Because your text will display as an unknown sender, you should identify yourself as a human and establish a rapport with students. A student is much more likely to engage with a person than a message.

identify yourself text

If it's an initial message, include opt-out instructions. For example: “Reply STOP to unsubscribe”.

5. Address College Students Directly

When you address students directly, you show that they are not just another number in a large group. Using a student’s name also eliminates confusion and shows that your text is indeed intended for them.

open house text message

6. Strike the Right Tone

If you come across as too personal or lackadaisical, it can confuse someone and make it difficult to build trust. On the same hand, a formal, stoic tone can be very off-putting and unfriendly. Be professional, but human with your messages.

Text like you would talk. Don’t be afraid to use emotion, especially if you’re sharing good news. Be personal, concise, and relevant so the student knows they’re dealing with a human being. The key is to add personal touch without invading a student’s personal space.

college acceptance text message

7. Ask Questions That Prompt Action 

Students want information, and the best way to increase engagement is to ensure that they’re getting as much as possible.

If you’re texting an event reminder, ask if they plan to attend. If you’re sending along an invitation to an open house, ask if they know where to park. Make yourself available to them and build a rapport.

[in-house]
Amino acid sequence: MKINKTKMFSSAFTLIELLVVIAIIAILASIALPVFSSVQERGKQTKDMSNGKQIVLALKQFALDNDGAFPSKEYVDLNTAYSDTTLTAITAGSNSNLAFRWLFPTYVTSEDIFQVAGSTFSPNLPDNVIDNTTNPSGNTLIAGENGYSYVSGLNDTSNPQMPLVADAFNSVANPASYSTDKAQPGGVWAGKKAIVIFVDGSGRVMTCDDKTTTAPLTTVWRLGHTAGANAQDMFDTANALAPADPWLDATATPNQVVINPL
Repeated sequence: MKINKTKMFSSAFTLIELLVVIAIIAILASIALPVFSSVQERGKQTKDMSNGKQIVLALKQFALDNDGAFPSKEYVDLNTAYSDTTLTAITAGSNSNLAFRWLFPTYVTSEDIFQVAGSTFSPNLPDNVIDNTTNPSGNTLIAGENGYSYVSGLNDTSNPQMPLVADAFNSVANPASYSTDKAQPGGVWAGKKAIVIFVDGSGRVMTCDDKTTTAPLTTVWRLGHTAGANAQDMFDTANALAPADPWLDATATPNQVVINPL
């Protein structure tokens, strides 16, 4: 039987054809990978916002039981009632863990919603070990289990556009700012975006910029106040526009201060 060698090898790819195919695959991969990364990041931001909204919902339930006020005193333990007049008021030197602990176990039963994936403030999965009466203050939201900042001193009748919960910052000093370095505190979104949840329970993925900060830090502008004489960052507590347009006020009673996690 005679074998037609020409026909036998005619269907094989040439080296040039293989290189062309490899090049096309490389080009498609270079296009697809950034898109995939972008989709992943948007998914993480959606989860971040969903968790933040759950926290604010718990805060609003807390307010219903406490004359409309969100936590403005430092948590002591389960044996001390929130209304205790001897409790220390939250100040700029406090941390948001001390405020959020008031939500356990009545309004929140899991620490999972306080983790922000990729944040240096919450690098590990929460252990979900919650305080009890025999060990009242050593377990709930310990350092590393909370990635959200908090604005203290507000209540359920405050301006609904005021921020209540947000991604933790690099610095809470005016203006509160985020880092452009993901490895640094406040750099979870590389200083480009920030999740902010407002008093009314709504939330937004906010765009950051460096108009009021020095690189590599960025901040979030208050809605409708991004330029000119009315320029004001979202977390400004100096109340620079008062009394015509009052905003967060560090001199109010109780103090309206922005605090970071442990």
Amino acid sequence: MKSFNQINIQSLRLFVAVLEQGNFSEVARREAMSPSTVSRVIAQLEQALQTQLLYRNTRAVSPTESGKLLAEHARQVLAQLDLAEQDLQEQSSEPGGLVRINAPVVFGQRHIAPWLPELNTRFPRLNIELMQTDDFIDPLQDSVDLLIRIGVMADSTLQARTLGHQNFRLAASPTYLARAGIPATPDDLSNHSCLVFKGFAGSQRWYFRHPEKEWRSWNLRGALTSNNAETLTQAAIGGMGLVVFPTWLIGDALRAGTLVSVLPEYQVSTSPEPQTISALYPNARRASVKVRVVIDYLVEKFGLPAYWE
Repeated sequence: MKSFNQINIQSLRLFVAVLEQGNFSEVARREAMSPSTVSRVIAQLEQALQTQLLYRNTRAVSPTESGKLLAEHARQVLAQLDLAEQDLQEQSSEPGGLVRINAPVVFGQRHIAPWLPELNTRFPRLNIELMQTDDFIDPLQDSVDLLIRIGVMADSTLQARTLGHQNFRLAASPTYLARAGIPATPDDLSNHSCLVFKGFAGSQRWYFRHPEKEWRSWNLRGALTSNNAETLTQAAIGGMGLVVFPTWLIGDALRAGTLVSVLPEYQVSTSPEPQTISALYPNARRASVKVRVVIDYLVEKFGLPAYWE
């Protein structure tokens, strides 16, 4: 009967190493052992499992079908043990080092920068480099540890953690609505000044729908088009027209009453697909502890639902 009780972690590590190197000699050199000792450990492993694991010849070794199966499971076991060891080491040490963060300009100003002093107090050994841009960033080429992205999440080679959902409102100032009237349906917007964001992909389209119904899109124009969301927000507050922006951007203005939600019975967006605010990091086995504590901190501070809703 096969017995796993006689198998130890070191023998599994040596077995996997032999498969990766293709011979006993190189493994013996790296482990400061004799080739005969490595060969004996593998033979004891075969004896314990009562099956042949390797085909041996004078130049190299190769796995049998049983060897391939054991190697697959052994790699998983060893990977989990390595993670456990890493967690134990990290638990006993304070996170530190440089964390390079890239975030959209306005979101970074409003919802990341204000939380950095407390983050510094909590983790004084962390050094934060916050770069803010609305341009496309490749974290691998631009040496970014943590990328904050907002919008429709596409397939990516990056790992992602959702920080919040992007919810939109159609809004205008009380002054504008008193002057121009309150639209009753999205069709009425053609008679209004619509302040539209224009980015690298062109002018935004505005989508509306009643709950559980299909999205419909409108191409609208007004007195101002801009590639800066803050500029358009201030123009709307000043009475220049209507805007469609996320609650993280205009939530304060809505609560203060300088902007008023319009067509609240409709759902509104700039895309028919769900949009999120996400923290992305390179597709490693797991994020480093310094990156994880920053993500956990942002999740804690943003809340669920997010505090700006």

financial aid text message

8. Have a Goal and a Focus 

Texting is personal. While 80% of students want to receive texts from colleges, they do not want what they perceive as spam. (Hint: if they don’t want the message, it’s spam.)

Avoid holiday greetings and focus on important information that is helpful to students. Don’t give them a reason to ignore your next text. Get your department involved in the strategy to ensure buy-in across the board.

Segmenting your audiences will also reduce unnecessary texts for students the messages don’t pertain to. 

how did you get this number text


9. Be Ready to Respond

You’ve developed a plan to build trust with your students, the last thing you want to do is to violate that trust by disappearing.

If you’ve sent a text that asks if they want more information and they reply with a question, you’ll damage your credibility by not getting back to them in a prompt manner.

10. Have Fun – Show Your Excitement! 😃

This is an important, liberating time in your students’ lives and you get to be a part of it! Don’t be afraid to show emotion if the situation calls for it.

For Example:

Admissions text example: "Hi Aniyah, I wanted to be the first to tell you... You've been accepted to MU! Congratulations! -Derek Brown"

If a student shares an emoji with you, that’s a green light to send one back!

enrollment deposit text message

Ultimately, you should enjoy being a part of your students’ education. Before you hit send on a text, always ask yourself these three questions:

  1. Do I have consent to text this student?
  2. Is this information valuable?
  3. Is this topic relevant?